Loved hearing from Jan last week? Here is the continuation of the interview. If you missed last week, here is Part 1.
What do you think about the mesothelioma community since joining Facebook?
I think the mesothelioma community on Facebook is amazing. People are so open about what is happening with treatments, how they feel and how they cope when they are having what I call a “Nothing Day.” Publishing this information to Facebook is great because it’s truly hitting an audience who needs it.
No more shifting through loads of information on the Internet. It is all in one place, or nearly one place. A lot of people spend a lot of time to ensure the information is there for us.
I find the online mesothelioma groups really helpful. For once you don’t feel alone because you are among people who know exactly how you feel. The fear, anxiety, and stress is all there for you to read or contribute to. It really is a good tool for communicating and helping others with this cancer. There are a few downfalls to it. Sometimes you end up with information overload.
Only joining Facebook a month ago, I wonder how I managed before!
What benefits have you found with using the internet?
It is certainly good for collecting information and helps towards making decisions on what you do next. More importantly there are websites like Asbestos.com which is always up to date with current treatments, questions, doctors that specialize in mesothelioma and more. I said before, in 2004 mesothelioma had only a couple of pages on Google. These days there are hundreds of articles. I have stopped Googling and started Facebooking, it is so much easier!
I wonder what we did before the Internet came along? I know I would be lost without it. Anything you need to know is at your fingertips. The only problem is there can be too many leading articles but when you open them they are the same as the one you opened a couple of pages back. Duplication is a big problem.
The Internet did help me in other ways. I was able to create a blog which through it I found quite a lot of friends who were and are in the same position as myself. I found other blogs written by survivors or carers and I didn’t feel alone anymore. The blog helped me get things off my chest. Now of course I can do that on Facebook.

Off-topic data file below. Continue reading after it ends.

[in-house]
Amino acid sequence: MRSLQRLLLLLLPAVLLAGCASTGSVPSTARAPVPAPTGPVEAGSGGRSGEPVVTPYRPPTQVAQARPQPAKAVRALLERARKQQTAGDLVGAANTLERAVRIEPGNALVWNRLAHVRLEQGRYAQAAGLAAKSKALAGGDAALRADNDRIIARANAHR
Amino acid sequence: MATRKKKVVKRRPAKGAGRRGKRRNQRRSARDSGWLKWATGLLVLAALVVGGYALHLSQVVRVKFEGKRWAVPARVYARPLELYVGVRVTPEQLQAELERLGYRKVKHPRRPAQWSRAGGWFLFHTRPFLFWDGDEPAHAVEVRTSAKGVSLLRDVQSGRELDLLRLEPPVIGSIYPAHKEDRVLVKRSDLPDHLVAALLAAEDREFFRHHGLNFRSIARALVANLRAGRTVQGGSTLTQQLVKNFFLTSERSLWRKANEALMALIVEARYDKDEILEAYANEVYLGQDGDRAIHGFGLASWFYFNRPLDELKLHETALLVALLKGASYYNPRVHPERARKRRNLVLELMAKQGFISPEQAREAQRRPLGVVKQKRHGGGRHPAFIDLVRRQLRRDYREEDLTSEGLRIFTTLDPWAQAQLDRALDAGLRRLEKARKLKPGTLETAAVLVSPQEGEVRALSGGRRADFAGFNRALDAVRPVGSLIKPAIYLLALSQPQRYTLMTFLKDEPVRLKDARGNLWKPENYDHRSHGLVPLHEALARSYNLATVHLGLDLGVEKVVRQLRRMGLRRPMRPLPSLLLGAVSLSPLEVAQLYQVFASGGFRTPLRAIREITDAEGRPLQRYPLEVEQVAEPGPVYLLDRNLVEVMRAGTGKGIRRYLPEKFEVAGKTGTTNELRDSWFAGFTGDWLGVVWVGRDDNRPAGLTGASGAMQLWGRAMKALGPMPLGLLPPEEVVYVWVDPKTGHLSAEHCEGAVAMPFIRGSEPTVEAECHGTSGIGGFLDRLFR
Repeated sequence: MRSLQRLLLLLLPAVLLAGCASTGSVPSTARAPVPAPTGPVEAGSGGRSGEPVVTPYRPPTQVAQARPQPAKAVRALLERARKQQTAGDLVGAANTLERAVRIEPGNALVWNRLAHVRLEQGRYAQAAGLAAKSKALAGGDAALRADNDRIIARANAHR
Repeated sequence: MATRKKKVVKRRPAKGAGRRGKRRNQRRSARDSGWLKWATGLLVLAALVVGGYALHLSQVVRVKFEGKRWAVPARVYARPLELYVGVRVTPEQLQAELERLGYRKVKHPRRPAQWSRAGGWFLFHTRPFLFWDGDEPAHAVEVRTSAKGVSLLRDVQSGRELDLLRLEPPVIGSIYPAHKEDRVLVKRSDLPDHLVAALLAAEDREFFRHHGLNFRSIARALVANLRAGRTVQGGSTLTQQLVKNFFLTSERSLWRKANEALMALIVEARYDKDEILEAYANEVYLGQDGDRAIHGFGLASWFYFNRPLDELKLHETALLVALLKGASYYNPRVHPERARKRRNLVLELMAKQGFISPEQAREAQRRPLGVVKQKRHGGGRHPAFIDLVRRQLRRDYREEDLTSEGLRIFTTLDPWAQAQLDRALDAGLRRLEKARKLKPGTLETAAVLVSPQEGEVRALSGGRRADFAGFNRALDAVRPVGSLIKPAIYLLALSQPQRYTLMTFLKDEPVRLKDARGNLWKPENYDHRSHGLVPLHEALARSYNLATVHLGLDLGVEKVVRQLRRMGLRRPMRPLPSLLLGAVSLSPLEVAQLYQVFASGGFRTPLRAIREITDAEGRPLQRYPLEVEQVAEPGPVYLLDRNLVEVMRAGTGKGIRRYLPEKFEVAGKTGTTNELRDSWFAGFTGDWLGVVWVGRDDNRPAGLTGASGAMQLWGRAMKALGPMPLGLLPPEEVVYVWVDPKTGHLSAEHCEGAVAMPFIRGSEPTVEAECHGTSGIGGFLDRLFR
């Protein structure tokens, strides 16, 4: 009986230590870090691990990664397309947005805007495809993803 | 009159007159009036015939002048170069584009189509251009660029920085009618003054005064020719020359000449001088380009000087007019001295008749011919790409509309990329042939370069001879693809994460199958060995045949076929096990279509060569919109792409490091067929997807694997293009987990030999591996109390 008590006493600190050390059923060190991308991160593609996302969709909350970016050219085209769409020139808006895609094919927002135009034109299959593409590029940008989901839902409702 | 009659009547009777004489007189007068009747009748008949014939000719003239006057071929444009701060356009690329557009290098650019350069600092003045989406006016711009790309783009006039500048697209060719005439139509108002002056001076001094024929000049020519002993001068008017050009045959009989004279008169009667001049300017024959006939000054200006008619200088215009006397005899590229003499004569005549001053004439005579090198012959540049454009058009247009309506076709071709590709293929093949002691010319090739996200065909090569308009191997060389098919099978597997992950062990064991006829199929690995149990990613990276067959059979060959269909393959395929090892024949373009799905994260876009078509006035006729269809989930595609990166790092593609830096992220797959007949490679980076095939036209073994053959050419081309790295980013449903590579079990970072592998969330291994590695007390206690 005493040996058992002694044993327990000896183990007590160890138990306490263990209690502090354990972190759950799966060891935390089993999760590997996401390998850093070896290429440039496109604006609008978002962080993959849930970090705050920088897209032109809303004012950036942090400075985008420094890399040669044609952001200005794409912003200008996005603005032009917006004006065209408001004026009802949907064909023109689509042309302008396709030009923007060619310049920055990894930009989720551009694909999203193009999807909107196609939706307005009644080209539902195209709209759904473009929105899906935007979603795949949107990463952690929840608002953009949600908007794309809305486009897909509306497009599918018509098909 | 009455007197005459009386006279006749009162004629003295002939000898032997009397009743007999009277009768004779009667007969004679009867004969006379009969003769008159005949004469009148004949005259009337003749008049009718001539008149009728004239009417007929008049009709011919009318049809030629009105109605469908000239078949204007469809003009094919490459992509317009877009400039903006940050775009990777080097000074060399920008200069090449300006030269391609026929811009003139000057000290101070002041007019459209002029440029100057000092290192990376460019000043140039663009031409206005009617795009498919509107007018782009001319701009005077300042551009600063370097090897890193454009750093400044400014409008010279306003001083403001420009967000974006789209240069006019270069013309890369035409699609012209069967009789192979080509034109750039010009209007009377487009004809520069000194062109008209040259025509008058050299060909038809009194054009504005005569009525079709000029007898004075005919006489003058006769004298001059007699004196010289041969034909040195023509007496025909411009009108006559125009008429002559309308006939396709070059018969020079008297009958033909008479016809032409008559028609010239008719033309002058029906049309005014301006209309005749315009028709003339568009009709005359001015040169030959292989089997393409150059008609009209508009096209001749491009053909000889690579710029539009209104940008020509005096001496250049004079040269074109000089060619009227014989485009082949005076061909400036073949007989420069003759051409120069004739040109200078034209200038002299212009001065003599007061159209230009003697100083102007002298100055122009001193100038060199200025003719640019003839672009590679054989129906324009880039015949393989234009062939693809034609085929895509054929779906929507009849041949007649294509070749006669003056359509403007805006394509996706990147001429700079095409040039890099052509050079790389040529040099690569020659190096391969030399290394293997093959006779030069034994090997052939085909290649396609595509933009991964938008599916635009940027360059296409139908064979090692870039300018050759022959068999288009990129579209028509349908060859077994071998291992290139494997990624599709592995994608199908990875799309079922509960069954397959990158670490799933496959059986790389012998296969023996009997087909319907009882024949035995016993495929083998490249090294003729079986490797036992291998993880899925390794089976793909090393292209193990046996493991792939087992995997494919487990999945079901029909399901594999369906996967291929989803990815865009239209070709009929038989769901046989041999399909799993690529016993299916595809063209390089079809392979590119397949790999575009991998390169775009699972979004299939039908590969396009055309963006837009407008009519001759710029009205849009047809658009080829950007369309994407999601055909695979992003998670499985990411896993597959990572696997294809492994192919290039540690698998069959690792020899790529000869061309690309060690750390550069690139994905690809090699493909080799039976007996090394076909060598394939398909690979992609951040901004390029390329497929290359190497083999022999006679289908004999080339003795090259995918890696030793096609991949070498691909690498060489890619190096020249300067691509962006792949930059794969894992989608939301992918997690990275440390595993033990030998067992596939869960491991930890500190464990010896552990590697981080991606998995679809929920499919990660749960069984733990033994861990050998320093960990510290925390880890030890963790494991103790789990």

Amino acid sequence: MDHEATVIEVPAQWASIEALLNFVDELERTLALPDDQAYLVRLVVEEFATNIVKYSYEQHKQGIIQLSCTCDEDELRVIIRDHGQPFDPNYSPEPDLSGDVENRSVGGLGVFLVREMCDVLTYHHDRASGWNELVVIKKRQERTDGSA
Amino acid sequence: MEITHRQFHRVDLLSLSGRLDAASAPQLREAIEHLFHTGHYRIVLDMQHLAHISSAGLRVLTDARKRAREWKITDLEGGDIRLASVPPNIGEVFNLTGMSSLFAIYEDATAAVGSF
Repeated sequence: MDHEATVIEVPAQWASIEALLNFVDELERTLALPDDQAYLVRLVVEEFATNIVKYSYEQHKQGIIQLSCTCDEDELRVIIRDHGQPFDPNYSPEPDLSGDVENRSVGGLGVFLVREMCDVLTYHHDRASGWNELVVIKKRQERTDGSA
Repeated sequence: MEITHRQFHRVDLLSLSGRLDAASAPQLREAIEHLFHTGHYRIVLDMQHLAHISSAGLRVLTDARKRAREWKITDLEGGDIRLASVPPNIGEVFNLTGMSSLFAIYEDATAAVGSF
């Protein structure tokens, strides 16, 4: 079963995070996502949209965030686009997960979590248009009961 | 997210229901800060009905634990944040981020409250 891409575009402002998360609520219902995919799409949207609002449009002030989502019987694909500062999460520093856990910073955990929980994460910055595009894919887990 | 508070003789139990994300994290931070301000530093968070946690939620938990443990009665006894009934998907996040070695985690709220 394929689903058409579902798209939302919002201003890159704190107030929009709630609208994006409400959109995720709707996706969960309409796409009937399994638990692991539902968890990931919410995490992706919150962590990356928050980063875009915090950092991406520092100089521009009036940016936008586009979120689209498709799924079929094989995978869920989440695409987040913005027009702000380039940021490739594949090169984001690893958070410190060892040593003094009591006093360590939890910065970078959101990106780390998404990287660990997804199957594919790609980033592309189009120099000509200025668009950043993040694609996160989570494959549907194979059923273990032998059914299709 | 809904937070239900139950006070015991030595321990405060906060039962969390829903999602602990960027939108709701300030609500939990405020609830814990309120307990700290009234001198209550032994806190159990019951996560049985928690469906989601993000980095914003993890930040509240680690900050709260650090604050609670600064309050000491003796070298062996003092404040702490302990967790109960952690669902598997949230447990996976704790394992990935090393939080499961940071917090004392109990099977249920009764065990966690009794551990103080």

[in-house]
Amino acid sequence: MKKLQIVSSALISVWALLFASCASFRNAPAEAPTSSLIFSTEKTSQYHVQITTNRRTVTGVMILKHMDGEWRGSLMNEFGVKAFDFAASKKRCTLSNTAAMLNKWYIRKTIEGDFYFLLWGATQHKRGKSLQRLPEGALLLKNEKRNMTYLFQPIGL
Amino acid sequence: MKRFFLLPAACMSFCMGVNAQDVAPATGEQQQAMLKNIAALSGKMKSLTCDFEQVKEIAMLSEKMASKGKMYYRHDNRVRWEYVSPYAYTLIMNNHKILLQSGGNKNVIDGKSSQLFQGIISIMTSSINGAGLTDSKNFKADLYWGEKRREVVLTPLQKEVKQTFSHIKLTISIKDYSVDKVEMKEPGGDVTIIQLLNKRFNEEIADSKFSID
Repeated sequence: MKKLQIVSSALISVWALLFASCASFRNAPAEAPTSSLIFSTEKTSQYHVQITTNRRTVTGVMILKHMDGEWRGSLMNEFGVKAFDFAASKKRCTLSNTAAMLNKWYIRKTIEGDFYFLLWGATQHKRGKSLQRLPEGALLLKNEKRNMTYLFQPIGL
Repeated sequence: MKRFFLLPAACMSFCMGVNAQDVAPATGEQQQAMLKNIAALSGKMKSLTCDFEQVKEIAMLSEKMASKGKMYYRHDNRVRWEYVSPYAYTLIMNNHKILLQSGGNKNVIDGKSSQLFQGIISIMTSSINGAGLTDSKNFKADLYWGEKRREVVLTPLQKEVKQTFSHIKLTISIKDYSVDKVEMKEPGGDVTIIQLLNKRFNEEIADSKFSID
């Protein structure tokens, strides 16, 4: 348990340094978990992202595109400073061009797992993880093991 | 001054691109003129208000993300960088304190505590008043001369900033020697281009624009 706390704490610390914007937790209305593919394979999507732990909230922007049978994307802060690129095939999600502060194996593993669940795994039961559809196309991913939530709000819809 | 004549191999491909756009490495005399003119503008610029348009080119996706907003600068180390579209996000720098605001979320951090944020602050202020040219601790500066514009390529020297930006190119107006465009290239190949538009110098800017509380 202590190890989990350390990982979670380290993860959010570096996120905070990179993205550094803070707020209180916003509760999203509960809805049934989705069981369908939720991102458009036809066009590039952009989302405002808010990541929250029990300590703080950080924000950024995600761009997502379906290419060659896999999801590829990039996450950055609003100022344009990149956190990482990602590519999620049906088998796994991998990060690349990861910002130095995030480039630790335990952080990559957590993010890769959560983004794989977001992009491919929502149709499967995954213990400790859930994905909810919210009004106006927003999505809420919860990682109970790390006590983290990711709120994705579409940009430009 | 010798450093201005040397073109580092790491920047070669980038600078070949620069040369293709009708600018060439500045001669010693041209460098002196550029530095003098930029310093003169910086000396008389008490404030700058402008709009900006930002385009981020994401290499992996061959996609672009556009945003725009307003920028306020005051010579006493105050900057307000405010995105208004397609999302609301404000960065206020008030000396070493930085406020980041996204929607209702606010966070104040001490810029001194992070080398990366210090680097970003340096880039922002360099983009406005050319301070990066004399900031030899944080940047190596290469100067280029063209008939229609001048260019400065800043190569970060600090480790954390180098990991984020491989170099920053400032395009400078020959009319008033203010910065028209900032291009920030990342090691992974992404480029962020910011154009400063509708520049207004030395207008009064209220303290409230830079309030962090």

What message would you like to send to the mesothelioma community? (Newly diagnosed or survivors?)
I have become complacent believing I will always have another day or another year. I keep procrastinating on things that are important. I want to make a keepsake slideshow of my married years and still haven’t done it. The one thing I always wanted to do was write a book and finally this year I have sat down and wrote one. No, it isn’t on mesothelioma which shocked my friends but a fantasy, whether I will ever get it published is another thing!
Keep positive, as I said earlier. Terminal is just a word. It doesn’t change your body so much as it does your mind. You have to learn to live with this cancer. Fight it with everything you can but you have to learn to pace yourself.
No longer should we hear you only have a few months, unless of course the mesothelioma is so advanced, but today they are diagnosing mesothelioma a lot earlier.
If you don’t have faith in your oncologist or chest physician change them, you will be with them for a long time.
Ask your oncologist for advice. You can also ask for referrals to see other mesothelioma specialists who are conducting trials or may offer you alternative treatments.
You will think that your life revolves around hospitals at first, but it will settle after your treatment into 3 monthly cycles of scans.
All those things you wish to do, if you can, do them. But do them in your own time, not because you think you will be dead in a few months.
Read good articles that give you a lift. Don’t dwell on the statistics, they aren’t accurate because some doctors don’t keep them up-to-date or share information.
Don’t hide your head in the sand. This is your life and your body. If you want time to think about treatments, take that time. You have to want to put yourself through the treatments. Don’t be forced into them. Your family and friends will be hurting too. They will not want you to die and will want you to do everything possible to stay alive. Please don’t ask them to make your decision on what to do. Talk with them. Discuss the options but don’t force them to say, “Yes do this” or “No don’t do that.” They will feel guilty if anything goes wrong.
Keep active for as long as possible, the rest of your body is still healthy.
We want to send our gratitude to Jan for telling her story in an effort to help others affected by mesothelioma. It is because of stories like hers we can all better understand the impact of this disease. If you would like to speak out too, please feel free to contact us at email@example.com, comment below or on Facebook.